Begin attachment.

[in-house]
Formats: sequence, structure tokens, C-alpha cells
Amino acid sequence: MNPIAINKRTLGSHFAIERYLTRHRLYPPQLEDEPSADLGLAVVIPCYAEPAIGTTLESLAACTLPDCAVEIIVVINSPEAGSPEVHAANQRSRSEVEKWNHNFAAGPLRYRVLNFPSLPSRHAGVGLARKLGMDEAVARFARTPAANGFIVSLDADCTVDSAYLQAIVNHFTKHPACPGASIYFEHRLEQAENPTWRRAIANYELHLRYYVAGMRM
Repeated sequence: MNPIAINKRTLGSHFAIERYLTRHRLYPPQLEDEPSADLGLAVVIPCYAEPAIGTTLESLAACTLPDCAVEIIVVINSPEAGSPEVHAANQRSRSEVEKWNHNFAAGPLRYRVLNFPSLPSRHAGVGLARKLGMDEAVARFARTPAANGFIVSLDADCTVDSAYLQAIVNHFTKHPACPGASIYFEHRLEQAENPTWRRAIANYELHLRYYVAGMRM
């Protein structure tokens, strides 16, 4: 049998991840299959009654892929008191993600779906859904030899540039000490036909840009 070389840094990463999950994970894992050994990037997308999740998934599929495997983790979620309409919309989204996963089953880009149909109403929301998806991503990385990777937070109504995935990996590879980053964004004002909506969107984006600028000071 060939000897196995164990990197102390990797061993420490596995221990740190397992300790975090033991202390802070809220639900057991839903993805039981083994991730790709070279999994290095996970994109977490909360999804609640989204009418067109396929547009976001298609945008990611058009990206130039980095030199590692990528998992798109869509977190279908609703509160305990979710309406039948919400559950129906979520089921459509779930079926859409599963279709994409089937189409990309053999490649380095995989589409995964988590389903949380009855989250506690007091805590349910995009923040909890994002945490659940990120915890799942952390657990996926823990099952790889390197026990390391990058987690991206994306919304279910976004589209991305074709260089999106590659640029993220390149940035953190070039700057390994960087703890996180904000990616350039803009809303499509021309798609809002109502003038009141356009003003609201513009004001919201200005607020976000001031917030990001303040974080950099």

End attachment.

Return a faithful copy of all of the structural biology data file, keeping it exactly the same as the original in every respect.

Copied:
[in-house]
Formats: sequence, structure tokens, C-alpha cells
Amino acid sequence: MNPIAINKRTLGSHFAIERYLTRHRLYPPQLEDEPSADLGLAVVIPCYAEPAIGTTLESLAACTLPDCAVEIIVVINSPEAGSPEVHAANQRSRSEVEKWNHNFAAGPLRYRVLNFPSLPSRHAGVGLARKLGMDEAVARFARTPAANGFIVSLDADCTVDSAYLQAIVNHFTKHPACPGASIYFEHRLEQAENPTWRRAIANYELHLRYYVAGMRM
Repeated sequence: MNPIAINKRTLGSHFAIERYLTRHRLYPPQLEDEPSADLGLAVVIPCYAEPAIGTTLESLAACTLPDCAVEIIVVINSPEAGSPEVHAANQRSRSEVEKWNHNFAAGPLRYRVLNFPSLPSRHAGVGLARKLGMDEAVARFARTPAANGFIVSLDADCTVDSAYLQAIVNHFTKHPACPGASIYFEHRLEQAENPTWRRAIANYELHLRYYVAGMRM
């Protein structure tokens, strides 16, 4: 049998991840299959009654892929008191993600779906859904030899540039000490036909840009 070389840094990463999950994970894992050994990037997308999740998934599929495997983790979620309409919309989204996963089953880009149909109403929301998806991503990385990777937070109504995935990996590879980053964004004002909506969107984006600028000071 060939000897196995164990990197102390990797061993420490596995221990740190397992300790975090033991202390802070809220639900057991839903993805039981083994991730790709070279999994290095996970994109977490909360999804609640989204009418067109396929547009976001298609945008990611058009990206130039980095030199590692990528998992798109869509977190279908609703509160305990979710309406039948919400559950129906979520089921459509779930079926859409599963279709994409089937189409990309053999490649380095995989589409995964988590389903949380009855989250506690007091805590349910995009923040909890994002945490659940990120915890799942952390657990996926823990099952790889390197026990390391990058987690991206994306919304279910976004589209991305074709260089999106590659640029993220390149940035953190070039700057390994960087703890996180904000990616350039803009809303499509021309798609809002109502003038009141356009003003609201513009004001919201200005607020976000001031917030990001303040974080950099």